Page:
The 772nd Test Squadron’s Integrated Facility for Avionics System Test at Edwards Air Force Base, Calif., recently participated in the July 2020 Orange Flag test event.
Orange Flag is a multi-domain test series focused on interoperability and bringing test as close as possible to the warfighter through operationally-relevant testing early in the development cycle.
The IFAST participation aligned with the Air Force Test Center goal of integrating live, virtual, and constructive modeling and simulation systems into the flight test environment.
“IFAST participation in Orange Flag is a significant step forward for the integration of emerging systems,” said Maj. Brandon Burfeind, the Orange Flag Mission commander. “July 2020 Orange Flag successfully tested kill chains involving air, space, land, and cyber domains.”
The IFAST participated with an F-16 Systems Integration Laboratory (SIL) as a proof of concept for the exercise. To bring non-flying test assets into integrated test environments earlier in the development cycle, the IFAST can use operational, developmental, or technology demonstration sensors or systems in a laboratory environment with access to the open air and connectivity to the open-air environment through advanced datalinks.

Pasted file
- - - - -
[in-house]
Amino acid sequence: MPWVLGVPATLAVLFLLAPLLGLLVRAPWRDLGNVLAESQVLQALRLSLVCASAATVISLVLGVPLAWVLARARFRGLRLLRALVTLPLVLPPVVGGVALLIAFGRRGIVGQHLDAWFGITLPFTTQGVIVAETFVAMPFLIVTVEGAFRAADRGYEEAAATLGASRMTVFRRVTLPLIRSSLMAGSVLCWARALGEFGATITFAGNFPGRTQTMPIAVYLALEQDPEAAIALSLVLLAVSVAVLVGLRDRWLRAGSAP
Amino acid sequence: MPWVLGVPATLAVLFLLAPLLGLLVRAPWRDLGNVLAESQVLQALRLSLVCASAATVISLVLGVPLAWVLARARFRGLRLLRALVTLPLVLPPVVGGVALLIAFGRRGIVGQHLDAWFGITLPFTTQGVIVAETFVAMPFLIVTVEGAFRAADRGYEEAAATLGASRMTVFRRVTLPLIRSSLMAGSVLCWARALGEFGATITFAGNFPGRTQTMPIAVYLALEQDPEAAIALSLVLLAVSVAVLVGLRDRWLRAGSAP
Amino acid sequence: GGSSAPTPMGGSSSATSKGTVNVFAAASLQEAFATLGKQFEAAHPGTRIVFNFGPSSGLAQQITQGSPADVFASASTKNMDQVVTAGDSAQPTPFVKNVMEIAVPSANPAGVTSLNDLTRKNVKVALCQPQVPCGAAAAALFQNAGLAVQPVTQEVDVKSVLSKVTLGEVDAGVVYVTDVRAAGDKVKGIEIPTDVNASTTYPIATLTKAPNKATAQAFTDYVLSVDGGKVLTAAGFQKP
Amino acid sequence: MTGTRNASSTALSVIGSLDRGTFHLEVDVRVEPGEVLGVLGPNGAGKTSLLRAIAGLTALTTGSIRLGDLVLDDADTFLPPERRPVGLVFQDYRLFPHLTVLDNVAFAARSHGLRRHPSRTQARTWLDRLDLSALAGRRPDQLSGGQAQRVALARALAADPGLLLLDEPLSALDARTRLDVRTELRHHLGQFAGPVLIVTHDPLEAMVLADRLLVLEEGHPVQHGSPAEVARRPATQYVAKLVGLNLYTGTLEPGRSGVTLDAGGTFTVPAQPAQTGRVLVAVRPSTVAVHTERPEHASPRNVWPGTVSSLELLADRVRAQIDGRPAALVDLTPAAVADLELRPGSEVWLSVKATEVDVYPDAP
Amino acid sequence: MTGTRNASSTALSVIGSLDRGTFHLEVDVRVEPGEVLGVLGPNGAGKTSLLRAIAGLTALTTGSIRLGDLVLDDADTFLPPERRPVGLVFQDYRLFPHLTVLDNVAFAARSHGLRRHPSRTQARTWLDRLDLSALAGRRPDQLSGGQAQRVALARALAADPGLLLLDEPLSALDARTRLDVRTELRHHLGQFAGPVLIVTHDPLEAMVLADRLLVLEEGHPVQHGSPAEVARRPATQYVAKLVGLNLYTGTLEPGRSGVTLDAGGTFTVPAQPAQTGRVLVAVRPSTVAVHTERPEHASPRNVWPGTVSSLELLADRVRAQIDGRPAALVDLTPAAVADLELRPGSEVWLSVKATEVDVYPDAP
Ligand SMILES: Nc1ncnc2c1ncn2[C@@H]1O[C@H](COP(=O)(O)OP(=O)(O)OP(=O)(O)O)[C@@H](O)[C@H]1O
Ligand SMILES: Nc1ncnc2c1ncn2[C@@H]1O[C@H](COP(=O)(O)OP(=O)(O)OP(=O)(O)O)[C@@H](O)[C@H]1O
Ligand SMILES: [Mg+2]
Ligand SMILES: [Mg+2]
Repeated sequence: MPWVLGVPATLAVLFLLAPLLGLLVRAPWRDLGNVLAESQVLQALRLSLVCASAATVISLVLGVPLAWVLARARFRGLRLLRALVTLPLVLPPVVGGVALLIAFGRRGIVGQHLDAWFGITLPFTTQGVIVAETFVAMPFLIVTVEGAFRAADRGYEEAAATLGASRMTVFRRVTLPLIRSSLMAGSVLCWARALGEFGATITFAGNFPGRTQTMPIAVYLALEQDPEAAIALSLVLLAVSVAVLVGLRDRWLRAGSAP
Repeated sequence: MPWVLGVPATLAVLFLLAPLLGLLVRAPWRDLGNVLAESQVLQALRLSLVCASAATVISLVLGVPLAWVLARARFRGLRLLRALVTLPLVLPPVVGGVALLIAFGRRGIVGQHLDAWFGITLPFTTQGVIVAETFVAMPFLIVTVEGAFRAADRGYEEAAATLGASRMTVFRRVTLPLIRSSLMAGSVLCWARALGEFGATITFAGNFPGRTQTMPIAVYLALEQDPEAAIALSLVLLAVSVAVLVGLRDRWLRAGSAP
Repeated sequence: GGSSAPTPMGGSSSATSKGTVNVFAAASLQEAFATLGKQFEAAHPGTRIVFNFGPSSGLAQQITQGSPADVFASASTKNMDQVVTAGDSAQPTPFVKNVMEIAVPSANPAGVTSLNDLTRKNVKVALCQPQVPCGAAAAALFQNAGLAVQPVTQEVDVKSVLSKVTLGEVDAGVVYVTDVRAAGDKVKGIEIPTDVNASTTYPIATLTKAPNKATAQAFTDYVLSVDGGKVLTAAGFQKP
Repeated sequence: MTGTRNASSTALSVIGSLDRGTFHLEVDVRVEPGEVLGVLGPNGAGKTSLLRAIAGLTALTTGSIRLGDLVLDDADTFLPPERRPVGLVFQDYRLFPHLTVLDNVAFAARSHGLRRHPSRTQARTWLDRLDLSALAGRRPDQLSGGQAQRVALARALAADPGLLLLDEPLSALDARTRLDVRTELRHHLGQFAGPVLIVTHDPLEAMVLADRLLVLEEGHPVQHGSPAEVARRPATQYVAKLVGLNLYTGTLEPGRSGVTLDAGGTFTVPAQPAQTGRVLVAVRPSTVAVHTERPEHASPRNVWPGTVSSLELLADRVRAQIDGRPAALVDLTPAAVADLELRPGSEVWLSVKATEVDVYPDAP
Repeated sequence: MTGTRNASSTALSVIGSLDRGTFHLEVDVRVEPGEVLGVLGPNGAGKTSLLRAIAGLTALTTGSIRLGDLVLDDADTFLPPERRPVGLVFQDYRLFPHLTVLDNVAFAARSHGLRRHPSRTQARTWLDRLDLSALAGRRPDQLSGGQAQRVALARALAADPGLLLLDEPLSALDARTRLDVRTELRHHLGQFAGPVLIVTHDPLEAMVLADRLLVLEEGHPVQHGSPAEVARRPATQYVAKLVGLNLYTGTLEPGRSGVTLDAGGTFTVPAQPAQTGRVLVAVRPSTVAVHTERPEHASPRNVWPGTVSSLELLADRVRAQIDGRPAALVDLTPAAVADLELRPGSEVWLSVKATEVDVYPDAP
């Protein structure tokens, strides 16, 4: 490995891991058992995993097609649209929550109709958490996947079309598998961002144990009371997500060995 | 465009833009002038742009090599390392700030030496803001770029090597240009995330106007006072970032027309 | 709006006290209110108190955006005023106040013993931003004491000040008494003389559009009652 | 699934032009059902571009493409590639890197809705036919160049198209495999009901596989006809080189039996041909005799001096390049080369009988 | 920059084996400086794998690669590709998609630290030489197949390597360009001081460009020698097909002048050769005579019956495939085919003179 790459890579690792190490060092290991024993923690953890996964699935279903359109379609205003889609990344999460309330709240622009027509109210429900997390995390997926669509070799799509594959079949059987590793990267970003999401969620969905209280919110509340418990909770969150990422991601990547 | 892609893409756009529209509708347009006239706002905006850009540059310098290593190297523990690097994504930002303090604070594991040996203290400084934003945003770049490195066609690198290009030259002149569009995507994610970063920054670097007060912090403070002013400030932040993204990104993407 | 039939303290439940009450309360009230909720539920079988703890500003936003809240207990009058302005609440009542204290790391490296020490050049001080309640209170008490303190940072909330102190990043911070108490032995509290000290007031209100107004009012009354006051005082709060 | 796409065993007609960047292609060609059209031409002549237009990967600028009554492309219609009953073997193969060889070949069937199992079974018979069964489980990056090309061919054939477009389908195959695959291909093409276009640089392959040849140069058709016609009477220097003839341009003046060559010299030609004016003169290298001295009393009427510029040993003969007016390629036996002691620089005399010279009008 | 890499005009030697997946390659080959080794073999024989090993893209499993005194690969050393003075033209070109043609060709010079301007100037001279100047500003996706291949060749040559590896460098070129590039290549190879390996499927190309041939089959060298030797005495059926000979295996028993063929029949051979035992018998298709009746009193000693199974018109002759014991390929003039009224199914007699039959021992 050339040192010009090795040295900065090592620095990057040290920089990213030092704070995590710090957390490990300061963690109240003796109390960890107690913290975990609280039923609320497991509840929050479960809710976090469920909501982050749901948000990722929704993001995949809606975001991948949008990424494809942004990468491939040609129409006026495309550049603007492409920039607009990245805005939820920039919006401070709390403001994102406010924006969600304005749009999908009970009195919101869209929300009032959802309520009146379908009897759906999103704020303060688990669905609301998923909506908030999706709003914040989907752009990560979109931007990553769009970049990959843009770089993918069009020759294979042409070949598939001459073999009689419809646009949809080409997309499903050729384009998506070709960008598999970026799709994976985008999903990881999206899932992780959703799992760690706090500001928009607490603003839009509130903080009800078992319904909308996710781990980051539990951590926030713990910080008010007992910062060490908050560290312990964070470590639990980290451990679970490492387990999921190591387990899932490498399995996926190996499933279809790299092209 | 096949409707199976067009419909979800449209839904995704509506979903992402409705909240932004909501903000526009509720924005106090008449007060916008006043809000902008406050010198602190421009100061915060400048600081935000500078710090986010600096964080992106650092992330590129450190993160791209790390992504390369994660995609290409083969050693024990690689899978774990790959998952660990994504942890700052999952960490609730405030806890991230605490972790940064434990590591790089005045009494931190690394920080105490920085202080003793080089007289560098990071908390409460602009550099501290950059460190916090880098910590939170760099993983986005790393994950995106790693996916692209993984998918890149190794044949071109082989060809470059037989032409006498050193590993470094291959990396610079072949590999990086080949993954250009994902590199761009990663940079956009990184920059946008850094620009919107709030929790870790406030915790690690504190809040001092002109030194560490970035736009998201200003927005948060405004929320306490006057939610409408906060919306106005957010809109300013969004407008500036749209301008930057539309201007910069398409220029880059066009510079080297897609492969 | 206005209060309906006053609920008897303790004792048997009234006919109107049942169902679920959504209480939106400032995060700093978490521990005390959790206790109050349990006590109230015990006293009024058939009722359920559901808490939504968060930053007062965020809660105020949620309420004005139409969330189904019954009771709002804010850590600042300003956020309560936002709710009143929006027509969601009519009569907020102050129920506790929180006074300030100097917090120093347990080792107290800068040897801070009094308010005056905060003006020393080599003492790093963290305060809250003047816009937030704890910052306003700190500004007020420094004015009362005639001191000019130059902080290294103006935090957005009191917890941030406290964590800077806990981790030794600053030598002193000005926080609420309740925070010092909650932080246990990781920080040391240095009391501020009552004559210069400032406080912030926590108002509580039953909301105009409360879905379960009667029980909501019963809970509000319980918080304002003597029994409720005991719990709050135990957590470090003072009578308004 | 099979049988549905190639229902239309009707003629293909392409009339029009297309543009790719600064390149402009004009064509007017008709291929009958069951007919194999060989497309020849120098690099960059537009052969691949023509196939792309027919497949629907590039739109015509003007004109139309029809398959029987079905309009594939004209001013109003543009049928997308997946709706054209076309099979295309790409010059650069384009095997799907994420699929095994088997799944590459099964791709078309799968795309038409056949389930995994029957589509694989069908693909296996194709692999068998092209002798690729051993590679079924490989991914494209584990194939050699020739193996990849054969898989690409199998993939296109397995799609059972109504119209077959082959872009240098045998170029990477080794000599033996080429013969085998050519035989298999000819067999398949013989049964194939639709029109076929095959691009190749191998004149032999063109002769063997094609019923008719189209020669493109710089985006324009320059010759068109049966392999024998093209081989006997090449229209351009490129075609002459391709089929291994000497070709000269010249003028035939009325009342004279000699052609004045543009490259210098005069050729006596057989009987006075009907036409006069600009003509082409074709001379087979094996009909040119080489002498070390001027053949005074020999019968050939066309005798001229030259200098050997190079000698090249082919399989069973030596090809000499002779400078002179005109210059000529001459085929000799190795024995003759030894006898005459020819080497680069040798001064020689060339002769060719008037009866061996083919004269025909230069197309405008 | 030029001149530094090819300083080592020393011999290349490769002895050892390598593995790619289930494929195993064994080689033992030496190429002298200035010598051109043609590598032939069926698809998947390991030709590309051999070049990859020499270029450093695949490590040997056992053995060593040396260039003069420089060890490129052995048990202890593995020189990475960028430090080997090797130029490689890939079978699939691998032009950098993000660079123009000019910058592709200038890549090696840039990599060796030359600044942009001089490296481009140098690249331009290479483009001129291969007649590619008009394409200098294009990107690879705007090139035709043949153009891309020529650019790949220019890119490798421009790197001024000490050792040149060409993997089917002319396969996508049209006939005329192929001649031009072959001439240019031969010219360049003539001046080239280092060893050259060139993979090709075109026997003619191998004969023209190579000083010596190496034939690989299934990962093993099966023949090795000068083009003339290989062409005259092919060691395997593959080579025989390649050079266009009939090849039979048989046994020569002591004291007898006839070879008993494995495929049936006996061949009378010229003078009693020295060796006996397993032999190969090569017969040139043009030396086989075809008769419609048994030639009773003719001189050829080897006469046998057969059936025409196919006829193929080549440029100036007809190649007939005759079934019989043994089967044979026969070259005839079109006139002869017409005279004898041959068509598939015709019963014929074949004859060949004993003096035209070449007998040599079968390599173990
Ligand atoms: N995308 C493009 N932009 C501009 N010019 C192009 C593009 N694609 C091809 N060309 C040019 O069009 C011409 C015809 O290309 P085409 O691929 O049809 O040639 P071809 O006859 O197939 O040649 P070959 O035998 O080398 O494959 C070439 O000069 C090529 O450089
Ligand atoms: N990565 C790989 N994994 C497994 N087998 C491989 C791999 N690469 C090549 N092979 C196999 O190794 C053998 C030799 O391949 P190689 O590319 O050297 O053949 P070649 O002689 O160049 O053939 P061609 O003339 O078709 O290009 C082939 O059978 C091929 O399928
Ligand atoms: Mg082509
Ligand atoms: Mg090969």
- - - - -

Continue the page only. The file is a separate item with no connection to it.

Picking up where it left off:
“The IFAST team was able to connect to the Orange Flag Link 16 network and transmit a radar track to other airborne players. The F-16 radar mounted on the IFAST building locked onto a real flying aircraft in the exercise and transmitted the track over the network,” said Mark Parzyk, the F-16 SIL lead.
With more than 35 airborne aircraft, in addition to several ground and space assets in this Orange Flag event, the IFAST participated in a live test exercise with many Air Force and Navy warfighting platforms including the F-15E, F-16, F/A-18, F-22, F-35, and U-2. At other times, the system in the IFAST has run in a virtual or constructive test environment to produce test scenarios to support the Air Force Test Pilot School, 416th Flight Test Squadron projects and jammer pod development.
The IFAST laboratories allow teams of engineers to be present alongside the developmental system to view results real-time and make corrections or adjustments during the event. This enables correcting problems before flight test starts, reducing flight costs and preventing delayed development cycles. The modular setup allows other aircraft or system hardware to be integrated with the developmental system, or the system can be integrated with operational hardware at the IFAST.
“This is one step below a flying test bed, but still allows testers to bring systems into a relevant environment with the stable lab support required for early developmental systems,” said Capt. Phil Scott, IFAST Flight Commander.
The 772nd provides the ability to bring a sensor or system into the heart of the “Center of the Aerospace Testing Universe” at low cost, early in the development cycle.